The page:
• Commitment: Commitment is defined as a willingness to give your time and energy to something that you believe in, or a promise or firm decision to do something (Cambridge Online Dictionary). Jesus was certainly a committed teacher who gave his all for the sake of the gospel. It is essential that teachers are committed to their work and to the education of young people. There are many scenarios today where people who hate teaching have forced themselves into classrooms, in a bid to avoid unemployment. Teaching requires love and a large measure of commitment to impart knowledge to others. Even at the tertiary education level, we tend to see students who have little or no interest in teaching, reading education as a major. The common excuses these education undergraduates brandish is that education was the last resort offered to them by the institution and JAMB (for those in Nigeria). Having an education degree when you’re not committed to imparting knowledge will result in a dispassionate teacher without enthusiasm. The responsibility that lies in the hands of the teacher is enormous. A teacher must always be aware of this and be truly engaged in their profession like Christ was in his teaching ministry.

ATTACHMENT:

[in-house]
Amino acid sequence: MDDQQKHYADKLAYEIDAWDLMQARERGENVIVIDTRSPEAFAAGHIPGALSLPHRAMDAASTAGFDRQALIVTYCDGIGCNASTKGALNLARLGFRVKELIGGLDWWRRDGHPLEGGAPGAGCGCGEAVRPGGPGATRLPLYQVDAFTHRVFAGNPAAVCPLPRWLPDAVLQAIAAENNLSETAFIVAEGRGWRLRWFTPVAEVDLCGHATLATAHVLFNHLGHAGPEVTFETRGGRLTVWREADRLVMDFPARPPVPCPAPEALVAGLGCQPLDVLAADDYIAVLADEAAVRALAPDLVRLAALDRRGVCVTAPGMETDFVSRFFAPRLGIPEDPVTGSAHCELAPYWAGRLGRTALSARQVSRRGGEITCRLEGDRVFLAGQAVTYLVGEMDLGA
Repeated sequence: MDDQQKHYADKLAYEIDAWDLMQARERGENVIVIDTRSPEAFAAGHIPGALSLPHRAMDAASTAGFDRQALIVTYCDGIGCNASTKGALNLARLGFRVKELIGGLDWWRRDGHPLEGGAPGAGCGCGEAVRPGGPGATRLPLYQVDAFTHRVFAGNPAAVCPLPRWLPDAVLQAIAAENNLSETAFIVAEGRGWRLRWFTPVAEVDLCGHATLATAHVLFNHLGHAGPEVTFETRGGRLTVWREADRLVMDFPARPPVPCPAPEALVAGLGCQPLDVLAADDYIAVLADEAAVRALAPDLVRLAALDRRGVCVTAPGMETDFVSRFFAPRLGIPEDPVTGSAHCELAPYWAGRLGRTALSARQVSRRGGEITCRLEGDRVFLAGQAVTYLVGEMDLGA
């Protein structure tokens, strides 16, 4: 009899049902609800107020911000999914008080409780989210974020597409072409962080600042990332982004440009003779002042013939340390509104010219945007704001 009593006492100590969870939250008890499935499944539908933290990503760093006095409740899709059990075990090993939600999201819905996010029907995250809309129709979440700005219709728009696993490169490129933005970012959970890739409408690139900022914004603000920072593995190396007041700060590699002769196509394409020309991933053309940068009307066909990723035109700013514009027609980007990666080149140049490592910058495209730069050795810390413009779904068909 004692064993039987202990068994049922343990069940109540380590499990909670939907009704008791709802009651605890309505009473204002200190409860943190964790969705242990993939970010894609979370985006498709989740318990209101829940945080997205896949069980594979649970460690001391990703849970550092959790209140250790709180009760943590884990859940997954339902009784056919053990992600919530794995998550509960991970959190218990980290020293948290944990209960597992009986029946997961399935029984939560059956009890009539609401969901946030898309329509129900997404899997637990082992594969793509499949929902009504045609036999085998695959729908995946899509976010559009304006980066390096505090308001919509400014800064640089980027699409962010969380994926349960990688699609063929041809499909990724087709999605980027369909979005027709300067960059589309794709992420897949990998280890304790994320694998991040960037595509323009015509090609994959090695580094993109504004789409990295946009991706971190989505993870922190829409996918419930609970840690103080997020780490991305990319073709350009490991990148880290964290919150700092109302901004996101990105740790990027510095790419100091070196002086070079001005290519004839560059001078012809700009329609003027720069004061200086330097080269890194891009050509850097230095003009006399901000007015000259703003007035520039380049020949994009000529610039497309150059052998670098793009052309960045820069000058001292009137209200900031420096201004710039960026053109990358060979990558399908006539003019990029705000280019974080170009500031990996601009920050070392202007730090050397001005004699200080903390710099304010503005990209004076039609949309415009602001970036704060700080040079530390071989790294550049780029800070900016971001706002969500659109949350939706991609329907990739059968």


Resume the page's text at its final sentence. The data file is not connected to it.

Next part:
• Preparation: Jesus as a top teacher was always a prepared. No one ever caught him off guard. His preparation was found in the place of intense prayer and communion with the Holy Ghost (Luke 5: 16). That was why no one could embarrass him. Can you imagine a teacher who knows less than his pupils or students! The gospel setting in Mark 12:13-17 shows Jesus’ opponents trying to manoeuvre him into a corner by asking him the controversial question of whether the Jews were allowed, by their law, to pay taxes to the Roman occupiers of their country. The aim of their question was to trap him. If Jesus replied that they ought to pay the Roman tax, he (Jesus) would be accused of betraying his own people and collaborating with Israel’s enemy. On the converse, if he replied that they should not pay the tax, he would be denounced to the Romans as a troublesome rebel. Jesus was well aware of what his opponents were up to and knew how to handle them. The annual poll tax on all adults was one denarius, equivalent to a day’s wages, and it had to be paid in Roman coinage. So Jesus asked his enemies to show him a tribute coin. When they had handed one to him, he asked his enemies whose head and title were on the coin, and they had to reply that it was Caesar’s. Whereupon Jesus said, “Well, then, if it is Caesar’s, give it back to Caesar. And give to God what belongs to God.” The Bible tells us that his enemies went away baffled because there was no answer to that. A true teacher should leave his students marvelling at his wisdom and it comes with the preparation of study notes and putting everything in order.